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God’s Word for You

Jonah 4:4 Are you right to be angry?

by Pastor Timothy Smith on Tuesday, January 8, 2019

4 But the LORD said, “Are you right to be angry?”

Man is never right to be angry with God. The verb I’ve translated “are you right?” is ha-heteb, a causative question from the verb yatab “be good, right, pleasing” (as in “Learn to do right,” Isaiah 1:17). God was asking, “are you right?” and also “do you have the right?” The idea of being right or correct can be expressed in different ways (cp. ken! Ezra 10:12; tsadiq Job 27:5; mesharim Song 1:4), but the idea is the same, and Jonah was not right.

But why can’t we get angry at God? This is something that happens every day. Is it really a sin? First of all, God is incapable of any sin or error. The things that he does, he does for our eternal good. God always has our good in mind. If we become so sinful that he needs to chastise us (allow something bad to happen to us) in order to call us back to faith in him, that’s not his fault. “God disciplines us for our good, that we may share in his holiness” (Hebrews 12:10).

Second, if we become angry at God, we’re putting our will above his will. I am his servant, not his master, nor even his co-worker. But the devil is delighted when we rebel against God. He doesn’t care what form that rebellion takes; it’s all the same to him. With some it’s just sluggishness and spiritual laziness. With others it’s anger. With still others it might be stinginess or miserliness. Someone else might just be sad or melancholy because they don’t get their way. Someone else might prefer to explore doubt rather than hold on to their faith. All of these are people who have let go of the firmness of the Scriptures. Luther said, “If with your heart you take hold of the Word of God and cling to it in faith, the devil cannot win, but must flee. If you can say: ‘This my God has said; on this I will take my stand,’ you will see that he slinks away, and with him will depart the sluggishness, the evil desires, anger, miserliness, melancholy, and doubt” (St. L. IX:1108). But the devil will still be after you. Chase him away today with the name of Jesus, but be ready to shout “Jesus is my Lord!” again, because like a stray cat that’s been fed once, the devil will be back yowling at your door tomorrow.

The final verb is “it burns” (charah), so perhaps we would be translating closer to the headwind if we said, “Is it right that this burns in you?” But the translation above expresses the same thought. “Anger” is merely implied in the verb “to burn.” The Lord knew what was in Jonah’s heart, and he knew that it was not just smoldering. It had ignited into a burning rage in the prophet. James warns us to be slow to become angry (James 1:19), and this means considering why it is that we’re mad at God. Is it because my life doesn’t seem to be going the way I’d hoped? Is that the fault of the sin that’s in the world, or of the world’s sinless Creator? Sometimes our own sins trip us up, and sometimes we’re sideswiped by the sins of somebody else, but it’s not God’s fault either way.

By the grace of God, we are born again through baptism as his children (John 3:3; 1 Peter 1:23), and we are called to be fellow workers (synergoi, Colossians 4:11; 3 John 8) or fellow soldiers (systratiotai, Philemon 2) with other Christians. We labor for the sake of recovering lost souls (2 Corinthians 2:10). “I endure everything for the sake of the elect, that they too may obtain the salvation that is in Christ Jesus, with eternal glory” (2 Timothy 2:10). So as we work to serve God, we need to remember that his will is supreme, and we need to keep ourselves focused on the prize: the salvation of souls; not the fulfillment of my every desire.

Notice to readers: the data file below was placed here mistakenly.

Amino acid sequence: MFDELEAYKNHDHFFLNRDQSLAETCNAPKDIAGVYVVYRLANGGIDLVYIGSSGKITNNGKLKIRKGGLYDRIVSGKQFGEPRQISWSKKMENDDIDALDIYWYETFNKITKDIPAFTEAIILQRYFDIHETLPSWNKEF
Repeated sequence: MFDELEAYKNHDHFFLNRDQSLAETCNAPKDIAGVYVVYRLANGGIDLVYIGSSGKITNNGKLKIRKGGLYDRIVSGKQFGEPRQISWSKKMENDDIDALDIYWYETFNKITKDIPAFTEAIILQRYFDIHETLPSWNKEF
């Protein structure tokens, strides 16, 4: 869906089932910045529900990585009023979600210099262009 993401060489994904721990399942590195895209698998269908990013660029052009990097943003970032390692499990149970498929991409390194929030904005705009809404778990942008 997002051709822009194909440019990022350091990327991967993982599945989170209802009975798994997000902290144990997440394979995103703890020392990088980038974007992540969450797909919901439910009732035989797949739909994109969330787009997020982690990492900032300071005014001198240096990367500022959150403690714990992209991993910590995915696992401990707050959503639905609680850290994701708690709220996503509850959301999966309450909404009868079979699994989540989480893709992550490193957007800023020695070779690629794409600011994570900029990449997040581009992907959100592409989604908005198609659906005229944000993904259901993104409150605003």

If you find yourself filling up with anger smoldering toward God, step back right away and do the opposite of what your sinful flesh and your sinful tempter want you to do. Praise God for his blessings instead, and especially for his mercy. In the middle of his dogmatics (doctrinal) textbook, Professor Francis Pieper speaks as a pastor to us in a marvelous footnote: “Experience proves that following this rule will insure success. Do not wait with the praise of God until your heart feels that God should be praised, but in the midst of your discontent take up the strains of ‘Now Thank We All Our God’ (CW 610) and your discontent and murmuring will melt away’ (Christian Dogmatics III, 17). Run to passages like Philippians 4:4: “Rejoice in the Lord always. I will say it again: Rejoice!” Take up Paul’s words in a prayer to remind God of his promise and your faith in his promise: “God is faithful, he will not let you be tempted beyond what you can bear. But when you are tempted, he will also provide a way out so that you can stand up under it” (1 Corinthians 10:13). When Jesus himself was tempted by the devil, he focused on Scripture, not even his own confident faith, but Scripture alone to drive away the devil’s words (Matthew 4:1-10). Remain in God’s Word every day, committing as much of it as you can to your memory, to be there as your weapon and your defense against the devil, against the world, and against your own sinful flesh. Don’t be angry. Rejoice in God’s grace.

In Christ,
Pastor Timothy Smith

Pastor Tim SmithAbout Pastor Timothy Smith
Pastor Smith serves St. Paul’s Lutheran Church in New Ulm, Minnesota. His wife, Kathryn, attended the Chapel from 1987-1990 while studying Secondary Education (Theater and Math) at UW-Madison. Kathryn’s father, John Meyer, was also the first man to serve as a Vicar at Chapel.

To receive God’s Word for You via e-mail, please contact Pastor Smith.



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